ZHU: Being physical and up close to art is still the best way of immersing ourselves in art and feeling its charm.
The names would be abbreviated as “Cleo” (Cleo CHEN) and “CHEN” (Zixu CHEN).
Cleo: How did you do with your life and work during the pandemic? What was changed from before?
CHEN: The outbreak happened during my senior year of college, and I was preparing for my graduation and the preliminary examination for postgraduate. According to the pandemic, the examination was delayed to be held in May or June. Simultaneously, Heilongjiang which is the city I located in was always on lockdown, so as a result of all things mentioned above, I was very depressed those days, the only thing I could do was keep studying.
Cleo: Could you talk about the changes you’ve found or experienced during this period? What’s your Pivot like?
CHEN: My normal life has changed a lot. My high school was in Beijing so I seldom wanted to go back because I was used to living independently. However, I became accustomed to staying at home which caused by the pandemic this year. As for my Art creating, I’ve changed my material from colourful ink to wash painting. I have experienced a hard time doing this because my colourful ink paintings were based on sketching, so I could only create wash paintings due to there was no way for me to sketch with the condition of lockdown. I was used to painting with colourful ink, so at first, I felt particularly dull when painting washes painting which only had one colour of black, which actually just in line with my mood at the time. As a result, my later paintings had some elements of the swimming person or lifebuoys.
Cleo: When did you start to conceive the work of Settled to Look on the Emerging Clouds《坐看云起时》, Growing Freely-Mountains and Seas 《自由生长 – 山海》, and the Scenic Spot series artwork《景区》?
CHEN: The “Growing Freely” series artworks have started long before, I think it has represented the status of my art creation—some of my paintings were conceived previously while some totally weren’t. I always painted by following my vague feeling, I’d like to pile up elements in my mind, so each element was like a USB flash drive of my memory. “Growing Freely” means that I would start with a tree or a mountain, and then gradually growing out of them with significance.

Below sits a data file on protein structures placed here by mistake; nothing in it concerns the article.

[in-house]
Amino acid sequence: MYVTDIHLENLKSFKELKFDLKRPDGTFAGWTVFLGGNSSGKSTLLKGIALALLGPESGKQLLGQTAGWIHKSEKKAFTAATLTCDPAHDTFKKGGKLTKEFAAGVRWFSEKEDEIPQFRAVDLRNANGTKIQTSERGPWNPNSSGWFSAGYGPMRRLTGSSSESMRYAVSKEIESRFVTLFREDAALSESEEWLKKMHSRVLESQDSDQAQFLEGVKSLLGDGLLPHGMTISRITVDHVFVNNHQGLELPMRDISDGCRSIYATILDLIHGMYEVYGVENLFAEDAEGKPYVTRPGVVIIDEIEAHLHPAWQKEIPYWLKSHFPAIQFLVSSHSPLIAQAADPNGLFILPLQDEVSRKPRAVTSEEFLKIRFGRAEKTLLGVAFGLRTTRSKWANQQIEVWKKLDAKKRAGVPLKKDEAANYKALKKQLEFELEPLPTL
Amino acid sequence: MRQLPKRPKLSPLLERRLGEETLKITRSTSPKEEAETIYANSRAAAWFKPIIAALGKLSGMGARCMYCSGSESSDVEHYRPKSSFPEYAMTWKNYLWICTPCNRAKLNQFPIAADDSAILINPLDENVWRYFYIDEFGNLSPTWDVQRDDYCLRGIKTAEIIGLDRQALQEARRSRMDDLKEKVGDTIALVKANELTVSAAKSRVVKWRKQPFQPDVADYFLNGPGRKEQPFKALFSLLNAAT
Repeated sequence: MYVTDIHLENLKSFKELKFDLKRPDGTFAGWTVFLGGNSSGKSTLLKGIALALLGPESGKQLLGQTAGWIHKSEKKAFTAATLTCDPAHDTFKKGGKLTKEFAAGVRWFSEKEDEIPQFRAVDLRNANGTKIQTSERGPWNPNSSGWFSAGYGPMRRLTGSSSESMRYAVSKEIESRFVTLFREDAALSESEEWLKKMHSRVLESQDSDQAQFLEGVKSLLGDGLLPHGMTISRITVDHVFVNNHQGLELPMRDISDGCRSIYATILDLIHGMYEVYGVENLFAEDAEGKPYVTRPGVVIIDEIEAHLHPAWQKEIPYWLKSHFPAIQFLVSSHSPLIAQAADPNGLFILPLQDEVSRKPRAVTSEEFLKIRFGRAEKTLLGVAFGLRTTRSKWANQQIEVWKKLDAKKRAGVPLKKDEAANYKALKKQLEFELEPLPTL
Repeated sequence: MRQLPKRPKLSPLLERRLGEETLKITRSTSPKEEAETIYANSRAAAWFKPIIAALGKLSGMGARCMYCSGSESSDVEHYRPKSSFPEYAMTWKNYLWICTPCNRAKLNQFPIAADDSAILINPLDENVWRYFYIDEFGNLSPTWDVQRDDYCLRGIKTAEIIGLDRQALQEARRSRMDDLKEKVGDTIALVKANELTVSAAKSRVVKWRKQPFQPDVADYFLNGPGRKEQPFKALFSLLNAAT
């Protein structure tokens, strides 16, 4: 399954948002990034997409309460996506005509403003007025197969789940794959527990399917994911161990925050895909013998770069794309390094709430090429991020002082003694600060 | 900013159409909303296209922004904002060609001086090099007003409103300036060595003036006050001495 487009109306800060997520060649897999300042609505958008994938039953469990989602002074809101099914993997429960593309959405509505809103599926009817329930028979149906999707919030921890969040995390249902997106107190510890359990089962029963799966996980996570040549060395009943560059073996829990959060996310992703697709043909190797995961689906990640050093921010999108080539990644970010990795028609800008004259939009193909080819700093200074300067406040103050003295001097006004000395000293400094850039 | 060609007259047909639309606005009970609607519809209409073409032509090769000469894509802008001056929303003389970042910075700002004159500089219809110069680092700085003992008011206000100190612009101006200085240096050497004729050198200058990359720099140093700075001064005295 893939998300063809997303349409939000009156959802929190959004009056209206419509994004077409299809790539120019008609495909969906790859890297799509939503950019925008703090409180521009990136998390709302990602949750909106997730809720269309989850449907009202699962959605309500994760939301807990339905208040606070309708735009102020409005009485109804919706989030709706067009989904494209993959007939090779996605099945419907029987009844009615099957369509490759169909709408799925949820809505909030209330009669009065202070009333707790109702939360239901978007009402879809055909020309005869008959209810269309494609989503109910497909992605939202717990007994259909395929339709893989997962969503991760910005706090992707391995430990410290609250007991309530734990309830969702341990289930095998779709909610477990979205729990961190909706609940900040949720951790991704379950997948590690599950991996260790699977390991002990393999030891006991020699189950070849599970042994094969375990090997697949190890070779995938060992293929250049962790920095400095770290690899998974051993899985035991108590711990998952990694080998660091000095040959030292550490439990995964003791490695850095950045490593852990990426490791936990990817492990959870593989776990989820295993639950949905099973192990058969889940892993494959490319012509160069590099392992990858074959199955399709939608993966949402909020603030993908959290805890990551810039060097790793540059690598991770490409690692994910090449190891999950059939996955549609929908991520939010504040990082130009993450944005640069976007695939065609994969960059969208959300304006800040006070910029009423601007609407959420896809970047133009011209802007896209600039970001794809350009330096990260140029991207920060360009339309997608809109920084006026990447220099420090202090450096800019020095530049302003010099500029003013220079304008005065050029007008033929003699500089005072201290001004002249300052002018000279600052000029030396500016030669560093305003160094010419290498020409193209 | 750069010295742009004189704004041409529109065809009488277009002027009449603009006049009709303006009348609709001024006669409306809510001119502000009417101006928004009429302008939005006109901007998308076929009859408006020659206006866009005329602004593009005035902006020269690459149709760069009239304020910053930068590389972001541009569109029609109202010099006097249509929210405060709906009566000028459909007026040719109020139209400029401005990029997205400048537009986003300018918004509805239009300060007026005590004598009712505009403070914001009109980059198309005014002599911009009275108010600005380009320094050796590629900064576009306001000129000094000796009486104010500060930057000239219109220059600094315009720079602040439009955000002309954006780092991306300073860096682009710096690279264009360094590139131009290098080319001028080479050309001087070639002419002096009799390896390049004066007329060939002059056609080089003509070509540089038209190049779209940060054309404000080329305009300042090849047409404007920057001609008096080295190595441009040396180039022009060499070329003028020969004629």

Settled to Look On the Emerging Clouds was the work I created after graduating. Chinese ancient painting was very different from the West which emphasized forms and colours of paintings. Chinese painting focused on the vivid quality flowing inside the painting. Talking about this, I’d like to emphasize the feature of “vivid quality flowing inside”. Aiming of performing that, I try the painting technique of arranging rows after rows, it was also an attempt of experimenting with the traditional space painting approaches. The sharp peaks painted in the”Mountains and Seas” were like the thorns in my life, so after drawing the thorns “out”, I felt much better than before. The Scenic Spot was the work I’ve just started to work on. This work was inspired by the Taihang Mountain and the Sanya Forest Park that I go for sketching a while ago. Mountains performed in the Chinese ancient painting were mostly innominate ones, but nowadays, most of our painting elements were taken from the scenes spots. Therefore, the work was done. What satisfied me more were the little person standing on the bridge and the viewing platform they were more appealing to me according to my aesthetic standard.
The Scenic Spot was the work I’ve just started to work on. This work was inspired by the Taihang Mountain and the Sanya Forest Park where I went sketching once a while ago. Mountains depicted in Chinese ancient painting were mostly unidentified ones but nowadays, most of our painting elements are from scenic spots. What satisfied me most about this work was the little person standing on the bridge and the viewing platform, they were more appealing to me and my aesthetic standard.
Cleo: Among all these works, which one do you like best? and why? What has inspired you to create it?
CHEN: I used to like Settled to Look On the Emerging Clouds most because it has my mood and status during my vacation. In addition, because it took a while to paint, it has collected various elements of different painting techniques or languages making it more complete. Whereas now, my favourite is the Viewing Platform, and later, I would like to keep adding the element of the small person depicted in the painting. In terms of inspiration, I admire the brushstrokes of Western oil paintings. I also like Baroque and Impressionist paintings, so later I may enrich my paintings with these sorts of references.